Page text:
Sam’s character arc is an odyssey of self-discovery (in a genuine, virtuous fashion) and unwavering devotion. From the outset, Sam embodies the virtues of loyalty and humility, traits that set him apart as more than Frodo’s gardener but as a steadfast companion. His resilience is fiercely tested at more than one point, surprising himself and his friends with the heart of gold and spine of steel that is revealed under pressure.
The purity of his spirit and unflinching commitment to the suicide mission of taking the One Ring to Mount Doom is captured in some of his notable and quotable lines.
As Frodo tries to leave Sam behind at the end of The Fellowship of the Ring, Sam wades out into the river after him, even though he can’t swim.
After Frodo pulls him into the boat, Frodo tries to explain why he wanted to leave him:
“‘It would be the death of you to come with me, Sam,’ said Frodo, ‘and I could not have borne that.’
‘Not as certain as being left behind,’ said Sam.
‘But I am going to Mordor.’
‘I know that well enough, Mr. Frodo. Of course you are. And I’m coming with you.’”
Sam’s commitment, spoken with grim, determined certainty, encapsulates the essence of his character. It is not blind loyalty but a conscious decision to stand by Frodo, embodying the Christian ideals of sacrifice and fellowship that Tolkien weaves into the fabric of his narrative.
Towards the end of their journey, as they stand on the barren, tortured, and fiery side of Mount Doom, Frodo collapses under the weight of the ring and the ever-seeing eye of the Dark Lord Sauron. Sam, faithful Sam, realizes that Frodo can no longer continue under his own strength. Sam holds Frodo in his arms, reminds him of the Shire, their home, and then cries out: “’Come, Mr. Frodo!’ he cried. ‘I can’t carry it for you, but I can carry you.’”
The journey to destroy the Ring is a metaphorical crucible, forging Sam’s character into something far greater than anyone, including himself, could have imagined. In Frodo’s moments of weakness and despair, Sam becomes the bearer of hope, the flame that refuses to be extinguished. This steadfastness mirrors the Christian virtue of faith, an unwavering belief in the face of adversity, and Sam emerges as a symbol of the enduring power of goodness in a world overshadowed by darkness.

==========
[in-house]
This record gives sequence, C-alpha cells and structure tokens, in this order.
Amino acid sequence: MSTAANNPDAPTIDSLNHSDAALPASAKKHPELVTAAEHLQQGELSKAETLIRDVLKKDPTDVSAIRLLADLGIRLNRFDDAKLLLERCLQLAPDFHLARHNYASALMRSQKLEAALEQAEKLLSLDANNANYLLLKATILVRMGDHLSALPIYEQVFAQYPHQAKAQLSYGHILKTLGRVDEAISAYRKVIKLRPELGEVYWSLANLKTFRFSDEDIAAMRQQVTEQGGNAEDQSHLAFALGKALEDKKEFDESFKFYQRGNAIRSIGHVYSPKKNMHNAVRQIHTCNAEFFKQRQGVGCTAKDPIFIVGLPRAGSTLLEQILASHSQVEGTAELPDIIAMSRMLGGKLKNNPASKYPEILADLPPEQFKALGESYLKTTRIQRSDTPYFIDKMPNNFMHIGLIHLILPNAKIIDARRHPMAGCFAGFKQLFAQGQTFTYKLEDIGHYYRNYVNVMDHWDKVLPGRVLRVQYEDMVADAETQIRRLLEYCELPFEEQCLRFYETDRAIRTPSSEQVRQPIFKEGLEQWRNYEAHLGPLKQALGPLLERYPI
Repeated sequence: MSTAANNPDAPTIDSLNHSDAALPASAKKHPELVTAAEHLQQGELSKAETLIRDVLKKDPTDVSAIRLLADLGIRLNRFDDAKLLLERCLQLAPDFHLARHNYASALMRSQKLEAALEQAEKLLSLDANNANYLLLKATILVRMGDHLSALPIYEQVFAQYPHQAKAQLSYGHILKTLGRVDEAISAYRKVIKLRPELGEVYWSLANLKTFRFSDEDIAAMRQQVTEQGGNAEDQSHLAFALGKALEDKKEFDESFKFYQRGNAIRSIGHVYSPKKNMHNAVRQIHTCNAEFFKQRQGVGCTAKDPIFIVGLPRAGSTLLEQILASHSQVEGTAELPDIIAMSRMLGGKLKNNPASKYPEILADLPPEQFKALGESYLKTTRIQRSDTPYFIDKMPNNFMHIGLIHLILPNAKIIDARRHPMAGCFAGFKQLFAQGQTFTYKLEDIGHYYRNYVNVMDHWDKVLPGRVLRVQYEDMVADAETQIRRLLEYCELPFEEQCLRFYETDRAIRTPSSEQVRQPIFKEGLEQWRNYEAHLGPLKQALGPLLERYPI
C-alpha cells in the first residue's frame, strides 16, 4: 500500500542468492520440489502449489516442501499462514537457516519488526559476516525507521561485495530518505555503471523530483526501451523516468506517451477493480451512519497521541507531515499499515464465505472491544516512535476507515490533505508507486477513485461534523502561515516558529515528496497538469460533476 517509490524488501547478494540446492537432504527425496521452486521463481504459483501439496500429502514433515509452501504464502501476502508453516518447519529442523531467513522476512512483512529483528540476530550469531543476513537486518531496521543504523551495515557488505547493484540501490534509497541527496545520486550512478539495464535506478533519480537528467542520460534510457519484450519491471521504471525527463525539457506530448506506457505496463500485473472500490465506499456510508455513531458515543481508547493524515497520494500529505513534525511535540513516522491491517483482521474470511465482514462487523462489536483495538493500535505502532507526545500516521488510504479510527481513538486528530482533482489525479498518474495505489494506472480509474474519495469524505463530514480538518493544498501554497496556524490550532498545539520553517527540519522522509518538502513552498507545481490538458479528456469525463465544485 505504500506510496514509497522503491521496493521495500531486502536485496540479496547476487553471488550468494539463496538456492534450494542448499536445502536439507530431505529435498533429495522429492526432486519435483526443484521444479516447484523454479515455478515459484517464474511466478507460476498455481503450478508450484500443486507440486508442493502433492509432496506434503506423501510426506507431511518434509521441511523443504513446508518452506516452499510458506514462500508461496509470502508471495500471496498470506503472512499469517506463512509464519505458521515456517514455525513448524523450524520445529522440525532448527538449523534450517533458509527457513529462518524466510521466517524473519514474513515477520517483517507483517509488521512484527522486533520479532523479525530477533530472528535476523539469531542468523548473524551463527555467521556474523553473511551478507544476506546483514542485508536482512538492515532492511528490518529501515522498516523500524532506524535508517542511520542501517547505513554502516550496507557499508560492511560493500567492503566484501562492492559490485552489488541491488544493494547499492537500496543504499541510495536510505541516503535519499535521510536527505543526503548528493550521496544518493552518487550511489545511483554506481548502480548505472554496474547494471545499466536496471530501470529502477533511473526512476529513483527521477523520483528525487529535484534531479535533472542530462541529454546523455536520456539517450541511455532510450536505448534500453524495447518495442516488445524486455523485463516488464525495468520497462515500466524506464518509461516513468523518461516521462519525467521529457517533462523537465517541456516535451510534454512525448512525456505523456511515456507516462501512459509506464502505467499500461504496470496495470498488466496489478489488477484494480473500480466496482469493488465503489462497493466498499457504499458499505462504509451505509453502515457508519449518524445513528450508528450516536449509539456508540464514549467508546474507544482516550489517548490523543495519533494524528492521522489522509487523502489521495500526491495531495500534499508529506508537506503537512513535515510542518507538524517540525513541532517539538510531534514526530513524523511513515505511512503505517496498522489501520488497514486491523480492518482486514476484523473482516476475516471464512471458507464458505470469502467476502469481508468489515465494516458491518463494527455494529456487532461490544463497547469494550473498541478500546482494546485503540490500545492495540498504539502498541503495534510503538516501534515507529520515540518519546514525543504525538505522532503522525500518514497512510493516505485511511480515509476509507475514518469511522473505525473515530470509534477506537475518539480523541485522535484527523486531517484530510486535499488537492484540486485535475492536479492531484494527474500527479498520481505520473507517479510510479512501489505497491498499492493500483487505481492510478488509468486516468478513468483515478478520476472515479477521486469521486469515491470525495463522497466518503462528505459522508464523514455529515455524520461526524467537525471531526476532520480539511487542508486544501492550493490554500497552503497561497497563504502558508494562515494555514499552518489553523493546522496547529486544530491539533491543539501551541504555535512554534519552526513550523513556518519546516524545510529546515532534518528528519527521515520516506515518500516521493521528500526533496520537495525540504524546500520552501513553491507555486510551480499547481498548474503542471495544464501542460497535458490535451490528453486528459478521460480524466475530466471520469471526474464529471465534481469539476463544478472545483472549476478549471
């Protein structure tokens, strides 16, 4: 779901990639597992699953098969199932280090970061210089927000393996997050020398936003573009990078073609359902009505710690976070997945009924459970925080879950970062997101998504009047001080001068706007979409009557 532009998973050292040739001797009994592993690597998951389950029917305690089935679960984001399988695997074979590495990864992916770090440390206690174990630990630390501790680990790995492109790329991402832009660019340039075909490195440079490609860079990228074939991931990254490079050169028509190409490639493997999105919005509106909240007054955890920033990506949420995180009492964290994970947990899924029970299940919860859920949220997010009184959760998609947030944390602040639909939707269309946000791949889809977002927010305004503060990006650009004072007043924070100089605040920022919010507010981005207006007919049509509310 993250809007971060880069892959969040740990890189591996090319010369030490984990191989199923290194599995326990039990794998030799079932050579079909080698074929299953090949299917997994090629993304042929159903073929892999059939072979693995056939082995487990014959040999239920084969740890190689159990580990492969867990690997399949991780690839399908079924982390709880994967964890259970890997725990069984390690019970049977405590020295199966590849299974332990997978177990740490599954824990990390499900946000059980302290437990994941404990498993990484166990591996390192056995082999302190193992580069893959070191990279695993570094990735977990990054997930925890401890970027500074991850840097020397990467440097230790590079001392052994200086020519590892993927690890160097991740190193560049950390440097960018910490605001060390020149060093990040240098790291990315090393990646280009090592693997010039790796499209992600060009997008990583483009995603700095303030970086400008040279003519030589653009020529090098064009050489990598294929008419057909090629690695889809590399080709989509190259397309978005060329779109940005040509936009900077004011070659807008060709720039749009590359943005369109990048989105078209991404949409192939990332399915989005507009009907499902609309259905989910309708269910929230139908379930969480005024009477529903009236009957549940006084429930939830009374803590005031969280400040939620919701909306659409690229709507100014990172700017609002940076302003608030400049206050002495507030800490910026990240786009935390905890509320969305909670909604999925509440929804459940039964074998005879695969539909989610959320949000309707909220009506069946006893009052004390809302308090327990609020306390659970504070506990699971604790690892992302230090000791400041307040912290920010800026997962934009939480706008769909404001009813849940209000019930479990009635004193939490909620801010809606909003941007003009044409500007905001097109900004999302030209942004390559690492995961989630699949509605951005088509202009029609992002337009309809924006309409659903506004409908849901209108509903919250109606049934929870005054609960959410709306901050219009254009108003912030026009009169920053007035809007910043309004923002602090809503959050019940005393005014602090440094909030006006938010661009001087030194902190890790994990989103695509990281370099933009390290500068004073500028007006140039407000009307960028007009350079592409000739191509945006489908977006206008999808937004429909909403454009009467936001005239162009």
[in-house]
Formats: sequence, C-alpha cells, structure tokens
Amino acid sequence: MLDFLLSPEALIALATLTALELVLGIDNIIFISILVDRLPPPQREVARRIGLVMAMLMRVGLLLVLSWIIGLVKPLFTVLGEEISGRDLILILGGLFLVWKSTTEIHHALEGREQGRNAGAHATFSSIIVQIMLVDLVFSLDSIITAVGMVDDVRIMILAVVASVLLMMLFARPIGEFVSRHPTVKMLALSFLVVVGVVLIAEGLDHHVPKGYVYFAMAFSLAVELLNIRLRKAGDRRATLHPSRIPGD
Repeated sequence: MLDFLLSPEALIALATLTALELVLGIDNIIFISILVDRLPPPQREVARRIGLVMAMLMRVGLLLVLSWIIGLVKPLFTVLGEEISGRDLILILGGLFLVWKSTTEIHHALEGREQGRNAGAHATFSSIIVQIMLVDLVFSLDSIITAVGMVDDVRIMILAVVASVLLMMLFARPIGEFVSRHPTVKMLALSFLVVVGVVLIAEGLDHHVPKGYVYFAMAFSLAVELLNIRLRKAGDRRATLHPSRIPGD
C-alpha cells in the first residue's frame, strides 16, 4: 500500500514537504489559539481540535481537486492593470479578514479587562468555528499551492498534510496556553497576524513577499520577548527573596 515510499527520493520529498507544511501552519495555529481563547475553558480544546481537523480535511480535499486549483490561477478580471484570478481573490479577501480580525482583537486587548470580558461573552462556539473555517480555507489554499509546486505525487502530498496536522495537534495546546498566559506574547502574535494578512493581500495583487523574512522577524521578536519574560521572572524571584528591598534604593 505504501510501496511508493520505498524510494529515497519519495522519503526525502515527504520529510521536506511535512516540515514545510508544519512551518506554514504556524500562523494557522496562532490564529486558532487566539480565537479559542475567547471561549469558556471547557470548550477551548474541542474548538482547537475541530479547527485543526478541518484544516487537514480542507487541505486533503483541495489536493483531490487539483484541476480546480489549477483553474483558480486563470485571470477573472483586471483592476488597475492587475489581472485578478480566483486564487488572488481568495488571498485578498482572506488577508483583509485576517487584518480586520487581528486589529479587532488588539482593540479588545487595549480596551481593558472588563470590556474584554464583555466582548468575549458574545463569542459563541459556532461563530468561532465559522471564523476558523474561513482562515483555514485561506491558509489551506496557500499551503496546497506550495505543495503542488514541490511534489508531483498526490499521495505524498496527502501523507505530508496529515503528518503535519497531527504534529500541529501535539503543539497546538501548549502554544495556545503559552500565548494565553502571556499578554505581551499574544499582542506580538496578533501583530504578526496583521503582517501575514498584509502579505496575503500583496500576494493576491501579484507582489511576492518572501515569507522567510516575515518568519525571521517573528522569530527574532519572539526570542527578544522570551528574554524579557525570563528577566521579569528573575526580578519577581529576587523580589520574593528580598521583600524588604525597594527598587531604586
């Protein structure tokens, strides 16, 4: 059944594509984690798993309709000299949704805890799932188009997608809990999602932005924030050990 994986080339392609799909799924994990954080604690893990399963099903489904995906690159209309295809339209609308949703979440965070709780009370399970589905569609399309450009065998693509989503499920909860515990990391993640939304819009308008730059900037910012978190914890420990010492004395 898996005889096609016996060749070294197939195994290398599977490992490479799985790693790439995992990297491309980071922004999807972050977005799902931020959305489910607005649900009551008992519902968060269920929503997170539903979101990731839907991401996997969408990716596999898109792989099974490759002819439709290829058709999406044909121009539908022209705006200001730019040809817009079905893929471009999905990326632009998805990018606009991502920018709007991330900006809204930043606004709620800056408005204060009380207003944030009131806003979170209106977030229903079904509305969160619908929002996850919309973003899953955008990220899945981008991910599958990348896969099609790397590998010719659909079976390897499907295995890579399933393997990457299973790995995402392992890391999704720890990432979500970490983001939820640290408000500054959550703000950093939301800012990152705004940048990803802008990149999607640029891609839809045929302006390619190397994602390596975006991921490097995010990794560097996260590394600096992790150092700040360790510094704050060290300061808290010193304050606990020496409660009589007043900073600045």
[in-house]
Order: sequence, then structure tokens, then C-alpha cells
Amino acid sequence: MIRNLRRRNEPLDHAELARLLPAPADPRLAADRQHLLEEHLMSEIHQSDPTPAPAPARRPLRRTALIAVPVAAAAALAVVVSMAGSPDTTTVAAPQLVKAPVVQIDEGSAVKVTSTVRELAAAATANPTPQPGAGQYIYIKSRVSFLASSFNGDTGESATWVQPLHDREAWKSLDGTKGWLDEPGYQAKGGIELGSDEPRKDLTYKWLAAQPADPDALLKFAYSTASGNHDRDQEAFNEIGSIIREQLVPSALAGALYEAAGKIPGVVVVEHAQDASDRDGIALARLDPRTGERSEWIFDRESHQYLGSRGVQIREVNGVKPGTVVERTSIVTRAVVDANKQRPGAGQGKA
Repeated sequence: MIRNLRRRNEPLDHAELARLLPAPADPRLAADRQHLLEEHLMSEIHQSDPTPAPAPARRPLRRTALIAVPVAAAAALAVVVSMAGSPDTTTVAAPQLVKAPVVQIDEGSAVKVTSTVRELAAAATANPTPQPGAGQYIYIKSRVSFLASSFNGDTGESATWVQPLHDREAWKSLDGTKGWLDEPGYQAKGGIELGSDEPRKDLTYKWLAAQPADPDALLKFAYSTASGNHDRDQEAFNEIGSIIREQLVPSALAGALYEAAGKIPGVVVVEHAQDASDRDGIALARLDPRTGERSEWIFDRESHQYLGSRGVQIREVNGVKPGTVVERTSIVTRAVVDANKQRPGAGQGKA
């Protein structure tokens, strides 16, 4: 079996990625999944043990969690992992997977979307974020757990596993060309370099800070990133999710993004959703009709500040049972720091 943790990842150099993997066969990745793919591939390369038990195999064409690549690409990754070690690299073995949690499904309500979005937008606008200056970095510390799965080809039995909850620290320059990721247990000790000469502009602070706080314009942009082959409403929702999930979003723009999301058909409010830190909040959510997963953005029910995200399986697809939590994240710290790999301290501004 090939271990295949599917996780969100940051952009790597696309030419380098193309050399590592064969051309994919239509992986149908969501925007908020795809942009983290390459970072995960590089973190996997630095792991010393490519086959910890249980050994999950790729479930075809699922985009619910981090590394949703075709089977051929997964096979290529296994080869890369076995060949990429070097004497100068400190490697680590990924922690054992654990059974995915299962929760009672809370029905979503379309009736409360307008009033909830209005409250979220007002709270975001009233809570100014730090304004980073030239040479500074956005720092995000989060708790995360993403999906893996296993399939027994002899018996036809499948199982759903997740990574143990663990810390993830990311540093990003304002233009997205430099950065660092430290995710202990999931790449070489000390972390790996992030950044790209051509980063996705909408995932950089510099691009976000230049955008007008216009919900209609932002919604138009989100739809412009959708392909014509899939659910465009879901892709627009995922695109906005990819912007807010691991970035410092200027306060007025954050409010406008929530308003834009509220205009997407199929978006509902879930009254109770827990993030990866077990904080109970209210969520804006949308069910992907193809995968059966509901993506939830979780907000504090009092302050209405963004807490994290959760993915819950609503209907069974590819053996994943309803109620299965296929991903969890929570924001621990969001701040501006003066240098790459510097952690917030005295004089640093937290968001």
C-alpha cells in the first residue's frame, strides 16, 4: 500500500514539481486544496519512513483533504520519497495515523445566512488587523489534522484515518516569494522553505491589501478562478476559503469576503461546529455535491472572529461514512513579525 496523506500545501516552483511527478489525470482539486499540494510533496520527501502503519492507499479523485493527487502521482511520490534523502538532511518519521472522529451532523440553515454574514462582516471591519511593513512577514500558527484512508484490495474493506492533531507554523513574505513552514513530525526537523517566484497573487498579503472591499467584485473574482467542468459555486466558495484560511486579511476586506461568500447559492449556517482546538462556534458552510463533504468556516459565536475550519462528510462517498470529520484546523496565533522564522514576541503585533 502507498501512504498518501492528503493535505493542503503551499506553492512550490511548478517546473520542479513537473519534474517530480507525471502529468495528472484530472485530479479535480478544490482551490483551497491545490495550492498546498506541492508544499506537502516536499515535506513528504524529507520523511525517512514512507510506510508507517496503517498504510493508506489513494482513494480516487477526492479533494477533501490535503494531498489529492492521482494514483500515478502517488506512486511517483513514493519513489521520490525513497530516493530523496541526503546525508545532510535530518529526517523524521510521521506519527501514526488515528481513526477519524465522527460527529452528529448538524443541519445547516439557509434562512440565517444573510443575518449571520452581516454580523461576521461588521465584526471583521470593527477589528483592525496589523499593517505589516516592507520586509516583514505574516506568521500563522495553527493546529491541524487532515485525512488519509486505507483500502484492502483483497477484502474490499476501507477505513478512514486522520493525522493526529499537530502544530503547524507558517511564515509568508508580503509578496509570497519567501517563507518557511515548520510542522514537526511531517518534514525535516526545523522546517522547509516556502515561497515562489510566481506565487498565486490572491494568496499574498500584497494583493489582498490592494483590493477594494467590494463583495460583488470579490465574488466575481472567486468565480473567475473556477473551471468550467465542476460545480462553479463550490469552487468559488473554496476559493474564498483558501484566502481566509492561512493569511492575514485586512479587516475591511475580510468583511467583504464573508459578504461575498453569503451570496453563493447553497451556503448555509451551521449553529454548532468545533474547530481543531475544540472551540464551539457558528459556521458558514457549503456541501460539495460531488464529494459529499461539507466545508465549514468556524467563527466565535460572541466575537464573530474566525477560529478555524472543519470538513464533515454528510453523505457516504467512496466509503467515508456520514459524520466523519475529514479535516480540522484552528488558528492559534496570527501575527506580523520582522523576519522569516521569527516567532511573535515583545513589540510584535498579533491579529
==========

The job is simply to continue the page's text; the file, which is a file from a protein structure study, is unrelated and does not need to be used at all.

The culmination of Sam’s heroism is not merely in the destruction of the Ring but in his return to the Shire. The Shire, once a haven of peace and simplicity, has been marred by the machinations of Saruman, a once fair wizard who allowed himself to be corrupted by Sauron. Sam’s homecoming becomes a symbol of restoration, a reclamation of the innocence and purity that the Shire represents. His humble origins and unassuming demeanor underscore the idea that heroism is not the exclusive domain of kings and warriors but can emerge from the most unexpected places.
Sam’s desire for a simple life, reflected in his love for gardening, adds a poignant layer to his character. The profound truth embedded in his choice to cultivate life rather than destroy it echoes Christian themes of creation, stewardship, and the redemptive power of love. As Sam marries Rosie Cotton and starts a family, he embodies the cyclical nature of life, a continuation of the natural order that transcends the transient chaos of the Ring’s destruction.
In Tolkien’s Christian worldview, Samwise Gamgee emerges as a subtle yet profound Christ-like figure. His sacrificial love, selflessness, and triumphant return to the Shire parallel the Christian narrative of redemption and resurrection. Sam’s role in the quest goes beyond being Frodo’s loyal companion; he becomes the unsung hero, the embodiment of virtues that echo the teachings of Christianity.
Samwise Gamgee’s journey from the verdant hills of the Shire to the fiery depths of Mount Doom and back home is a testament to the enduring power of hope, love, and unwavering commitment in the face of adversity and even suffering. His character arc, rooted in humility and loyalty, encapsulates the essence of Tolkien’s Christian themes. Once the overlooked gardener, Sam stands tall at the end of the trilogy as the true hero of The Lord of the Rings. The king had returned — not as crowned warrior, but a faithful hobbit, a beacon of light in a world overshadowed by darkness, proving that even the smallest and simplest among us can achieve greatness through the power found in courage and love.